Editor’s note: This essay by Senator John McCain, who passed away on Saturday, originally ran in the September 2004 issue of Fast Company magazine. To honor Senator McCain’s extraordinary life, we wanted to re-share his thoughts on courage, its place in American culture, and what happens when we lose sight of it—something he never did. If you feel inspired, we hope you’ll share this story, too.
Over the past 30 years, American culture has defined courage down. We have attributed courage to all manner of actions that may indeed be admirable but hardly compare to the conscious self-sacrifice on behalf of something greater than one’s own self-interest. Today, in our excessively psychoanalyzed society, sharing one’s secret fears with others takes courage. So does escaping a failing marriage. These are absurd examples of our profligate misidentification of the virtue of courage. There are many other closer calls. Is the athlete’s prowess and guts on the playing field an example of courage? Is suffering illness or injury without complaint courageous? Not always. They may be everyday behavior typical of courageous people. They may be evidence of virtuousness. But of themselves, these acts, admirable though they are, are not sufficient proof of courage.
Courage is like a muscle. The more we exercise it, the stronger it gets. I sometimes worry that our collective courage is growing weaker from disuse. We don’t demand it from our leaders, and our leaders don’t demand it from us. The courage deficit is both our problem and our fault. As a result, too many leaders in the public and private sectors lack the courage necessary to honor their obligations to others and to uphold the essential values of leadership. Often, they display a startling lack of accountability for their mistakes and a desire to put their own self-interest above the common good.
That means trouble for us all, because courage is the enforcing virtue, the one that makes possible all the other virtues common to exceptional leaders: honesty, integrity, confidence, compassion, and humility. In short, leaders who lack courage aren’t leaders.
Lack of courage is not the exclusive failing of political leaders, but our failings as well as our virtues set a national example. We may have learned important lessons from the intelligence failures that preceded the terrorist attacks of September 11 and the fruitless search for weapons of mass destruction in Iraq. But I’m not sure we set a reassuring example to the rest of the country by declining to punish anyone involved in those failures. Not one person was fired or was moved by his or her conscience to resign. Similarly, the prisoner abuse scandal at Abu Ghraib has occasioned much soul-searching but little in the way of personal accountability. The enlisted people responsible for the abuses are facing courts-martial, as they should. But others higher in the chain of command have yet to face serious disciplinary action or offer their resignations. No one has had the courage to stand up and say, “It’s my fault, I’m going to resign.”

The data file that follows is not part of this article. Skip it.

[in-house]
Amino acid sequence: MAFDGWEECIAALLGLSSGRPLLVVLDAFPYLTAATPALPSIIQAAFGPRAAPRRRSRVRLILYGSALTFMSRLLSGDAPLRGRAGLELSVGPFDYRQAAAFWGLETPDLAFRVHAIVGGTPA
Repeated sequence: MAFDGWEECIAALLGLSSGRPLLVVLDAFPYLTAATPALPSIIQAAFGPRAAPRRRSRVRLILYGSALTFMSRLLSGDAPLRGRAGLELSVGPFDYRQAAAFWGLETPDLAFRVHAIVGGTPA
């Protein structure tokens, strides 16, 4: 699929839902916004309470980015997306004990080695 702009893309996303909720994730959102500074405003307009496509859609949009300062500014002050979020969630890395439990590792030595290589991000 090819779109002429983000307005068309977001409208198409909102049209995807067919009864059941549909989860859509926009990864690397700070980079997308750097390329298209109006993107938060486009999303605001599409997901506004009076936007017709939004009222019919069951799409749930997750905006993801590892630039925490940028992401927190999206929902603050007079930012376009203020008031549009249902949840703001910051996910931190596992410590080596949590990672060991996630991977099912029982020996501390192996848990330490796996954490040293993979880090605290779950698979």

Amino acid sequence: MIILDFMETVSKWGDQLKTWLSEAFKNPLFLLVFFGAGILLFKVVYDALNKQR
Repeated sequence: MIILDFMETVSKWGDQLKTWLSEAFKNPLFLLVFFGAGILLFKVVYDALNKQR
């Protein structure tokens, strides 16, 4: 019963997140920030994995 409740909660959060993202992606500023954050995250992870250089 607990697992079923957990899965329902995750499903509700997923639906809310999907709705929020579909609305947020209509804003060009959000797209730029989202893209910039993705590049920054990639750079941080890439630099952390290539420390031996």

When no one takes responsibility for failure, or when responsibility is so broadly shared that individual accountability is ignored, then failure in public office becomes acceptable. It’s hard to see how that serves the country.
The same holds true for the business world. Corporate America has taken significant blows to its reputation, because too many executives don’t have the courage to stand up for what they know is right. The perception among many is that corporate leaders are committed only to their own self-enrichment. In 2002, Leo Mullin, the former CEO of Delta Air Lines, received a bonus of $1.4 million plus $2 million in free stock, even as the airline laid off thousands of employees. He left Delta with a huge severance package that was in no way justified by his performance. More recently, we’ve learned how Enron’s traders bragged about gouging California ratepayers during that state’s energy crisis. Those traders weren’t executives, but they were inspired to behave the way they did by the “me first” climate of self-aggrandizement that Enron’s leaders had created. When there’s an absence of courage, greed and selfishness take over. And it’s not without consequences. There’s a growing disdain — if not contempt — for much of corporate America. And that’s not healthy for the country’s future.
If courage is in scarce supply, then demand is down as well. We are a strong, mostly lawful, prosperous country. We don’t have as much to fear as we did in the past — despite the events of September 11 and despite the ongoing war in Iraq. Approximately 200,000 Americans went to Iraq to destroy the regime of Saddam Hussein. From a country of 270 million people, that’s less than 1% of the population. Very few of us are called upon to test our courage in the crucible of fear and hard moral choices. And yet, courage still matters — more than we think.
Without courage, all virtue is fragile: admired, sought after, professed, but held cheaply and surrendered without a fight. Winston Churchill called courage “the first of human qualities . . . because it guarantees all the others.” That’s what we mean by the courage of our convictions. If we lack the courage to hold on to our beliefs in the moment of their testing, not just when they accord with those of others but also when they go against threatening opposition, then they’re superficial, vain things that add nothing to our self-respect or our society’s respect for the virtues we profess. We can admire virtue and abhor corruption sincerely, but without courage we are corruptible.